IDEAS home Printed from
   My bibliography  Save this paper

Consumption Smoothing Among Working-Class American Families Before Social Insurance


  • James, J.A.
  • Palumbo, M.G.
  • Thomas, M.


This paper examines whether the saving decisions among a large, unique sample of working-class American families around the turn of the twentieth century are consistent with consumption smoothing tendencies in the spirit of the permanent income hypothesis. We develop an econometric model to decompose each family's reported income realization into an expected and an unexpected components, then we estimate marginal propensities to save for each income component. The estimated regression coefficients are remarkably similar to point estimates available from other recent research based on quite different contemporary household data. Marginal propensities to save out of unexpected income shocks are large relative to propensities based on expected income movements, though the former lie much below one and the latter much above zero. Thus, while these data readily reject strict parameterizations of the permanent income hypothesis, we nonetheless conclude that families's saving decisions look quite "modern."

Suggested Citation

  • James, J.A. & Palumbo, M.G. & Thomas, M., 1998. "Consumption Smoothing Among Working-Class American Families Before Social Insurance," Papers 98-05, Houston - Department of Economics.
  • Handle: RePEc:fth:housto:98-05

    Download full text from publisher

    To our knowledge, this item is not available for download. To find whether it is available, there are three options:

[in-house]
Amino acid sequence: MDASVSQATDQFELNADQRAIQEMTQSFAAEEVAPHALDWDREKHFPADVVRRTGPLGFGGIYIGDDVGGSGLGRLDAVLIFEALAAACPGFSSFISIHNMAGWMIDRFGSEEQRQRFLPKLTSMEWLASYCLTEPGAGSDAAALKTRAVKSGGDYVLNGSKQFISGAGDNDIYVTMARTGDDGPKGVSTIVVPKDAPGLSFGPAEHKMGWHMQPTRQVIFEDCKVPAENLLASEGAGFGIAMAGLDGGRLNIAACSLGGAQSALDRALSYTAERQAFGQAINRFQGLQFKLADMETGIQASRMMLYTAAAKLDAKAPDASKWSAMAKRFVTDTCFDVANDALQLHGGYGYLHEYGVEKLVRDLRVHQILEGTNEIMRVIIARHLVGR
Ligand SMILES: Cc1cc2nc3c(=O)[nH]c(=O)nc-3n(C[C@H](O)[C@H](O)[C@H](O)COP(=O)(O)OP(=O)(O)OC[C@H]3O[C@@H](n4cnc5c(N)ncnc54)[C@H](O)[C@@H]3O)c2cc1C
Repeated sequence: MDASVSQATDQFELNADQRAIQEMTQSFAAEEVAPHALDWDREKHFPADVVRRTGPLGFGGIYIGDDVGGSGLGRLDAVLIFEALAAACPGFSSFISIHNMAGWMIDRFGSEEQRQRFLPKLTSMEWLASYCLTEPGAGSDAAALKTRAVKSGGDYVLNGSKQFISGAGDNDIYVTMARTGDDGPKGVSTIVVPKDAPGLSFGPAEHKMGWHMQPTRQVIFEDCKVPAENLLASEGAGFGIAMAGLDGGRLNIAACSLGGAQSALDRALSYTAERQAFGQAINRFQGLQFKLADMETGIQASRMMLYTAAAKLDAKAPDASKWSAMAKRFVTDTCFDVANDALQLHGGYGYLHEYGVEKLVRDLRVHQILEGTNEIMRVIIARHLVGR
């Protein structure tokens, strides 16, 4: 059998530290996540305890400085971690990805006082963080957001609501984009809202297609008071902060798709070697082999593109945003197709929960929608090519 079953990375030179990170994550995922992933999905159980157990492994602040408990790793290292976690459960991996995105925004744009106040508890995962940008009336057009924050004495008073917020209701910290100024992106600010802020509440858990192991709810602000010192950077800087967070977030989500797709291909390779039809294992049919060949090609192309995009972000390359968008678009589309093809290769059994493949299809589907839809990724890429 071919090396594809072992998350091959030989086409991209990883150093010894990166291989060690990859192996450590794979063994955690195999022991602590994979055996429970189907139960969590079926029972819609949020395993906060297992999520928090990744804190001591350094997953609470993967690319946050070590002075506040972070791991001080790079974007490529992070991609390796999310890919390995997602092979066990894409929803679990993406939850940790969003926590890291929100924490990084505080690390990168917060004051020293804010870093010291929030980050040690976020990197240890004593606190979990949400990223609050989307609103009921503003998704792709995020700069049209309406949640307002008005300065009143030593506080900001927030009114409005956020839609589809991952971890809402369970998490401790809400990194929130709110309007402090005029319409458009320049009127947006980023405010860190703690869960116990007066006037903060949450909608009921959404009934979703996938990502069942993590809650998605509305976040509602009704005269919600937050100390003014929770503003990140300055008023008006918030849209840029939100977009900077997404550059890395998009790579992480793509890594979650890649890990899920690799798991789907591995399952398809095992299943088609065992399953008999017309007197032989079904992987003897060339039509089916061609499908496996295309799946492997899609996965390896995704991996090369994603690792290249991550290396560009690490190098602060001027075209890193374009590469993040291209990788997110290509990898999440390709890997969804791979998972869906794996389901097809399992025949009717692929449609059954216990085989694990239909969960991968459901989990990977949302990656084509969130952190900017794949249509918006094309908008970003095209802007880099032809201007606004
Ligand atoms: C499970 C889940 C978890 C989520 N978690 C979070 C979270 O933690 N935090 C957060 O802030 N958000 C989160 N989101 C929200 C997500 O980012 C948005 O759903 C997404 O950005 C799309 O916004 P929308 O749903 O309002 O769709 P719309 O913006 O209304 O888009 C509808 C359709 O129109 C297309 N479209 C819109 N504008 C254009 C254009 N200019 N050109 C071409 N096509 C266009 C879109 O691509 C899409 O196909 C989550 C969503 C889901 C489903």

1. Check below whether another version of this item is available online.
    2. Check on the provider's web page whether it is in fact available.
    3. Perform a search for a similarly titled item that would be available.

    Other versions of this item:

    References listed on IDEAS

    1. Michael G. Palumbo, 2000. "Estimating the Effects of Earnings Uncertainty on Families’ Saving and Insurance Decisions," Southern Economic Journal, Southern Economic Association, vol. 67(1), pages 64-86, July.
    2. Deaton, Angus, 1991. "Saving and Liquidity Constraints," Econometrica, Econometric Society, vol. 59(5), pages 1221-1248, September.
    3. Keyssar,Alexander, 1986. "Out of Work," Cambridge Books, Cambridge University Press, number 9780521297677, March.
    4. Romer, Christina, 1986. "Spurious Volatility in Historical Unemployment Data," Journal of Political Economy, University of Chicago Press, vol. 94(1), pages 1-37, February.
    5. Carter, Susan B. & Sutch, Richard, 1996. "Myth of the Industrial Scrap Heap: A Revisionist View of Turn-of-the-Century American Retirement," The Journal of Economic History, Cambridge University Press, vol. 56(01), pages 5-38, March.
    6. Christopher D. Carroll, 1997. "Buffer-Stock Saving and the Life Cycle/Permanent Income Hypothesis," The Quarterly Journal of Economics, Oxford University Press, vol. 112(1), pages 1-55.
    7. Hubbard, R. Glenn & Skinner, Jonathan & Zeldes, Stephen P., 1994. "The importance of precautionary motives in explaining individual and aggregate saving," Carnegie-Rochester Conference Series on Public Policy, Elsevier, vol. 40(1), pages 59-125, June.
    8. Martin Browning & Annamaria Lusardi, 1996. "Household Saving: Micro Theories and Micro Facts," Journal of Economic Literature, American Economic Association, vol. 34(4), pages 1797-1855, December.
    9. Alessie, Rob & Lusardi, Annamaria, 1997. "Saving and income smoothing: Evidence from panel data," European Economic Review, Elsevier, vol. 41(7), pages 1251-1279, July.